The Columbia press. (Astoria, Or.) 1949-current, June 18, 2021, Page 3, Image 3

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    The Columbia Press
June 18, 2021
Keep Oregon Green sponsors billboard contest
Courtesy Oregon Parks
Trees block a portion of the North Neah-Kah-Nie Mountain Trail
in Oswald West State Park.
North Coast trails closed for
three years due to wind damage
Portions of three trails on
the North Coast will remain
closed at least two more years
while crews remove danger-
ous trees left in the wake of a
September 2020 windstorm.
The trail at Cape Lookout
State Park and two sections
of trails at Oswald West State
Park are impassable due to
downed trees and will require
extensive work to reopen, ac-
cording to Oregon Parks and
Recreation Department.
The agency is working with
FEMA and other federal part-
ners, Oregon Department of
Forestry, private consultants,
South Fork Forest Camp and
volunteers to map the dam-
age and plan for a safe re-
“We want to thank visi-
tors for their patience as we
work as quickly as possible
to reopen these historic and
culturally important trails,”
said Justin Parker, North
Coast district manager. “In
the meantime, we encourage
visitors to explore one of the
many open trails along the
north coast.”
Specific closures
Cape Lookout: The entire
North Trail, which connects
the day-use area to the Cape
Oswald West: The 1.4-
mile section of the Arch
Cape to Cape Falcon Trail,
from the north trailhead to
the crossing at U.S. Highway
Oswald West: A 1.6-mile
section of North Neah-Kah-
Nie Mountain Trail from U.S.
Highway 101 to the summit.
The trail segments have
been closed since Labor Day
2020, when the winds that
fueled wildfires in other parts
of the state caused extensive
blowdown on about 185 acres
within the two state parks.
An especially wet and
stormy fall and winter fol-
lowed, knocking down more
trees that had been weakened
by the windstorm.
In the hardest hit areas, up
to 90 percent of the trees —
made up of hemlock, Douglas
fir and giant Sitka spruce as
tall as 140’ — are down or in
danger of falling.
The closed sections are all
part of the Oregon Coast
Trail that stretches along the
362-mile coastline.
Keep Oregon Green cel-
ebrates its 80-year history
with the first billboard poster
art contest.
Oregonians of all ages can
share their vision for keeping
Oregon free of wildfire.
“We are excited to celebrate
our important milestone by
offering this fun opportunity
to all Oregon residents,” said
Kristin Babbs, president of
the Keep Oregon Green Asso-
“As over 70 percent of
Oregon’s wildfires are hu-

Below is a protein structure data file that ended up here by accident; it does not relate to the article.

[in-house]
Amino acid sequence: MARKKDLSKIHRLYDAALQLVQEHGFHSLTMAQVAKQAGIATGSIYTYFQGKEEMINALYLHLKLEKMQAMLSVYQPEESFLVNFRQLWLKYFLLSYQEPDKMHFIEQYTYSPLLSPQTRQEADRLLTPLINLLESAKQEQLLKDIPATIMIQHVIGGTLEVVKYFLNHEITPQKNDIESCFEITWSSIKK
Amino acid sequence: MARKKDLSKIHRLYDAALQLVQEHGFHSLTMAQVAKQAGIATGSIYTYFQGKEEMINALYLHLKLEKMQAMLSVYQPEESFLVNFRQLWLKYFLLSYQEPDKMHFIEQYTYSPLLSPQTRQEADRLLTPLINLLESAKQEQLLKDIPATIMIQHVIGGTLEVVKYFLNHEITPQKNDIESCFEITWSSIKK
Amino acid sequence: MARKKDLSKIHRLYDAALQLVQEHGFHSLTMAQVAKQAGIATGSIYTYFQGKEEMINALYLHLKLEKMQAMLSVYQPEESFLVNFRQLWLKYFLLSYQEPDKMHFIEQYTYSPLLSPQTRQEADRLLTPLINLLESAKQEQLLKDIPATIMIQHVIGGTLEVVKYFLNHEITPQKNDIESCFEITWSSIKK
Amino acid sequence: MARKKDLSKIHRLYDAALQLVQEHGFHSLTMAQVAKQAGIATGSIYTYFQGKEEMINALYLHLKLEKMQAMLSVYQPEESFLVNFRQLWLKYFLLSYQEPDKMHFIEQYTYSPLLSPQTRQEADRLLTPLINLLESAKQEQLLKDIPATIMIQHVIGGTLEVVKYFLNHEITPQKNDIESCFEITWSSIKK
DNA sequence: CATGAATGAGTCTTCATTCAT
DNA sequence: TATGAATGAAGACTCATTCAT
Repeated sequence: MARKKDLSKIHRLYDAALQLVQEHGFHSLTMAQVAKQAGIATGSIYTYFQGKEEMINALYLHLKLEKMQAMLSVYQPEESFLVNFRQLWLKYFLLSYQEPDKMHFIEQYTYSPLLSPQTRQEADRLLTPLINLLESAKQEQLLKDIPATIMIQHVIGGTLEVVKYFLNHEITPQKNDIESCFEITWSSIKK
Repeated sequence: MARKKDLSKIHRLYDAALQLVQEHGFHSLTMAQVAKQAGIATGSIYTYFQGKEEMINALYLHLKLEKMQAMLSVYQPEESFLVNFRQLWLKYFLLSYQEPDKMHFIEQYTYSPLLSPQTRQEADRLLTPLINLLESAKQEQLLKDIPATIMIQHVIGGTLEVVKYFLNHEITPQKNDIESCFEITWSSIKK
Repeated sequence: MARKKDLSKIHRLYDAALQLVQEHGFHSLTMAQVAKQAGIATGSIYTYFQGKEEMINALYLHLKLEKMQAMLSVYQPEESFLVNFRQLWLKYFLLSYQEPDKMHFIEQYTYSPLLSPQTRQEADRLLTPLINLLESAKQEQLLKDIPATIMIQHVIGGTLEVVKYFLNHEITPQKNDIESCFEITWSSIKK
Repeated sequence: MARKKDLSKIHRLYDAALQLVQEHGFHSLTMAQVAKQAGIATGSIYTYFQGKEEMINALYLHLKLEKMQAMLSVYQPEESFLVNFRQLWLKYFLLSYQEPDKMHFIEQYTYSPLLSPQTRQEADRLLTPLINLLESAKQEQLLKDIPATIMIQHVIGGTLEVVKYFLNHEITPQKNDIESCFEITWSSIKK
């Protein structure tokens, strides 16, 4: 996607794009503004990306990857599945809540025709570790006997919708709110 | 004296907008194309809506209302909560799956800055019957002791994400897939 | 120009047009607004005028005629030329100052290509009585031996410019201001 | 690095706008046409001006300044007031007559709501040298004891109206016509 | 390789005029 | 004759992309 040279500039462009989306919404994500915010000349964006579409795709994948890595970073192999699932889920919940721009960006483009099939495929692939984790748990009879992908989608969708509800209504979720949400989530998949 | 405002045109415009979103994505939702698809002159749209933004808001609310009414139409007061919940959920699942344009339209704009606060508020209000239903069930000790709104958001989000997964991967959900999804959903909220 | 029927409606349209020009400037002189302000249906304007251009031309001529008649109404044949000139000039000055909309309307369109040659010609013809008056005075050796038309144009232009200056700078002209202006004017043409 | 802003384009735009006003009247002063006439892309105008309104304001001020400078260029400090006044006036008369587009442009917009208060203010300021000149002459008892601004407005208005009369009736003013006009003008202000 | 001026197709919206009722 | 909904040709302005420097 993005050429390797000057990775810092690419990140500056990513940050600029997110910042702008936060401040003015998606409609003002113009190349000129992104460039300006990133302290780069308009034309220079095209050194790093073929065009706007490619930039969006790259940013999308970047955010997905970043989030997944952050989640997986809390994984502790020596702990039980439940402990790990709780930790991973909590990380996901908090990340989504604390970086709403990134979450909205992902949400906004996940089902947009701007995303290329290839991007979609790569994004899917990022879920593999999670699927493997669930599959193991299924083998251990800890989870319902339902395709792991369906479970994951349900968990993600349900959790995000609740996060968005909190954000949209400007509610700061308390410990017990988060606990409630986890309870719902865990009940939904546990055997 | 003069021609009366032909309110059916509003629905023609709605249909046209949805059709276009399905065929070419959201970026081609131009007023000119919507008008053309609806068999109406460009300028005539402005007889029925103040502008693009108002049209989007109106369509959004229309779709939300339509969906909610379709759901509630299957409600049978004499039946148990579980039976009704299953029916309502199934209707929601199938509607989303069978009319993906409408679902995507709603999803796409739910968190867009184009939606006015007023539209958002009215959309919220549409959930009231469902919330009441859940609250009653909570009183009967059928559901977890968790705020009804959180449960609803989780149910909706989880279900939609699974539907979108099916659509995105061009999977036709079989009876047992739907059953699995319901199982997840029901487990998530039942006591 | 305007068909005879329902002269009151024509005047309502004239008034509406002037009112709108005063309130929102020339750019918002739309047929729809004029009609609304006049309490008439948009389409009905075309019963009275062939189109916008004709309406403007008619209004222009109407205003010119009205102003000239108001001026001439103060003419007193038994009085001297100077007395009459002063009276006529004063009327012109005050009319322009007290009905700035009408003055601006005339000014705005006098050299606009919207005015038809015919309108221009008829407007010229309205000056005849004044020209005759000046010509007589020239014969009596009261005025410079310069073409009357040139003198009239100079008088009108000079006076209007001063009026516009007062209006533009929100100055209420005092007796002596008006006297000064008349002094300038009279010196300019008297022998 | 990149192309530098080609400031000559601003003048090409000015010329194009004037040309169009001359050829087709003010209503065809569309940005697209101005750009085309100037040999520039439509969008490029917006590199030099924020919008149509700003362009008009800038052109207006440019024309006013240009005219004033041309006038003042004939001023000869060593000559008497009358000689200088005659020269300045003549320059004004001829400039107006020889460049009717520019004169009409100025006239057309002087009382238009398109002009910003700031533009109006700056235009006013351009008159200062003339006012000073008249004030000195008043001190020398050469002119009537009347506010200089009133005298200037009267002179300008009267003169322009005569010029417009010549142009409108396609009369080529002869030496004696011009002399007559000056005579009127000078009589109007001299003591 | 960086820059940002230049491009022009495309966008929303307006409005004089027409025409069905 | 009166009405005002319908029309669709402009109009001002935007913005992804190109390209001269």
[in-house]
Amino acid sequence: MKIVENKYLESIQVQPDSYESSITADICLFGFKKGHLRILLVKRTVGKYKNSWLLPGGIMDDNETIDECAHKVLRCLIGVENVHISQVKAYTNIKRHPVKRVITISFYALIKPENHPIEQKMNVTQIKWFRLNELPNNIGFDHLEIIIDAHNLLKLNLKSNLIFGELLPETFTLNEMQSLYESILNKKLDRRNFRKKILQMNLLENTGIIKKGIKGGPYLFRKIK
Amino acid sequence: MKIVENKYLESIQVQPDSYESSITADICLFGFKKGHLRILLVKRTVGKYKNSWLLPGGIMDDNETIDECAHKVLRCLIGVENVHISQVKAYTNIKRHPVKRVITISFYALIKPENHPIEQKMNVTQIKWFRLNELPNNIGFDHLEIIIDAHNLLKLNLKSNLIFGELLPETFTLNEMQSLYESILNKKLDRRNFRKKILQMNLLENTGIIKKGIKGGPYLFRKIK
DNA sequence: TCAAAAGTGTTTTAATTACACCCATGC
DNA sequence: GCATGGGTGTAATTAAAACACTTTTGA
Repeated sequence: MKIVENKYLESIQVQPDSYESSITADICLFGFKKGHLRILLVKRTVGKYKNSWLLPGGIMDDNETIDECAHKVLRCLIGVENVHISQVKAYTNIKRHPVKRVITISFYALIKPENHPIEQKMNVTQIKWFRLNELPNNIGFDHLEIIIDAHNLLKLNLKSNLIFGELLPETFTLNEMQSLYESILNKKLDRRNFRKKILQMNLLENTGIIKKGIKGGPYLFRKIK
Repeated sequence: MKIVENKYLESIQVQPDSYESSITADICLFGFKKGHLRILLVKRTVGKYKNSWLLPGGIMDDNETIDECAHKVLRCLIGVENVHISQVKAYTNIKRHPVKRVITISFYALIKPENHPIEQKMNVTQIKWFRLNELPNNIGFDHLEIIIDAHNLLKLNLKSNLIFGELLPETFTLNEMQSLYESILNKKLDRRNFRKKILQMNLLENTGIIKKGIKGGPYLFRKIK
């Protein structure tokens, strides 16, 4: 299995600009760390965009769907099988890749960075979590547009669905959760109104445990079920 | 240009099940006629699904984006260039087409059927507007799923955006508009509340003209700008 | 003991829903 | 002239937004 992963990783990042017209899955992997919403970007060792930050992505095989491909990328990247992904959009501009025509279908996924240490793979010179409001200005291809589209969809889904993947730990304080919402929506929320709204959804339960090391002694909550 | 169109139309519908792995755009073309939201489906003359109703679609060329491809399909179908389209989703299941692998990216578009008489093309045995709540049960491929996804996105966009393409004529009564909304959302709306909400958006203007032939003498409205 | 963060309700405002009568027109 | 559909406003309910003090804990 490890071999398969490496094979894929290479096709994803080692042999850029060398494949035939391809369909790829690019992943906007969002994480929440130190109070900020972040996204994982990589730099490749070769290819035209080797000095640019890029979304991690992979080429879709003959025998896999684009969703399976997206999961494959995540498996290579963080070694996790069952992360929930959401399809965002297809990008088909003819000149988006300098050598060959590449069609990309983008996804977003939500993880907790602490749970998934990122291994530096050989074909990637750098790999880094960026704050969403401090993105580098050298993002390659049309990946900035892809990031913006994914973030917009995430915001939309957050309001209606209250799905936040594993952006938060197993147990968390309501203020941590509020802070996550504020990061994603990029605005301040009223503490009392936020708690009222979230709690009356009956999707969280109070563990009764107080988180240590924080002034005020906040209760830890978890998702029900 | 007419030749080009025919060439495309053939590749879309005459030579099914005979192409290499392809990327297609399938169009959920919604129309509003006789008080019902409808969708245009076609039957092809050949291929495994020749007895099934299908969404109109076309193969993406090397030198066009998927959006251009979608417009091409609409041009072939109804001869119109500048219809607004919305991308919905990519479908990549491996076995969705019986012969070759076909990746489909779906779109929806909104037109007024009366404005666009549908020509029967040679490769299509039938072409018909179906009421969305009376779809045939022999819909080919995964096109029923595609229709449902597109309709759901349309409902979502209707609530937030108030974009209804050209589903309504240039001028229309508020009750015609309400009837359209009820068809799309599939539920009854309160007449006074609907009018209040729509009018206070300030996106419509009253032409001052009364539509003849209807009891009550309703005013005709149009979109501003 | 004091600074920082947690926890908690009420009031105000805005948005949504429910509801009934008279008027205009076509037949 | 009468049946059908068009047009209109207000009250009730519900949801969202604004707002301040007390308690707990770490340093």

man-caused, the power of
prevention is … our shared
Contest deadline is 5 p.m.
Aug. 9 (Smokey Bear’s birth-
In 2022, Oregon will be-
come an open-air art gal-
lery, the group vowed, as
the winning artwork in three
age categories (adult, grades
6-12, and grades 1-5) ap-
pears on billboards at major
intersections, highways and
Cash prizes and certificates
will be awarded to the first
three people who place in
each age division.
For more information, go
to and
click on “art contest.”
New map shows locations of sensitive fish species
The state released an up-
dated salmonid habitat map
last month.
The map identifies streams
that are critical habitat for
Chinook salmon, steelhead
trout, and other sensitive,
threatened or endangered
fish species.
In Warrenton, the Skipanon
River, parts of Alder Creek,
and Adair Slough, which runs
beside the airport, all are
on the list. Other sensitive
streams are in Astoria, Gear-
hart, Seaside and unincorpo-
rated Clatsop County.
Oregon law requires pro-
tection of the streams during
construction projects. Re-
moval-fill permits must be
obtained for most projects
that remove or add materials
near streams on the map.
“Knowing which streams
are essential habitat helps
property owners do their
part to protect fish,” said
Vicki Walker, Department of
State Lands director. “More
streams have been identi-
fied as essential, so now is a
good time to check the map.”
The map was created us-
ing Oregon Department
of Fish and Wildlife data
and includes 1,700 more
stream miles than the pre-
vious map released in 2015.
DSL’s recent requirement to
update the map also created a
process to ensure the map re-
flects current data. The map
will be updated annually in a
process that includes a public
review and comment period.
The map can be found at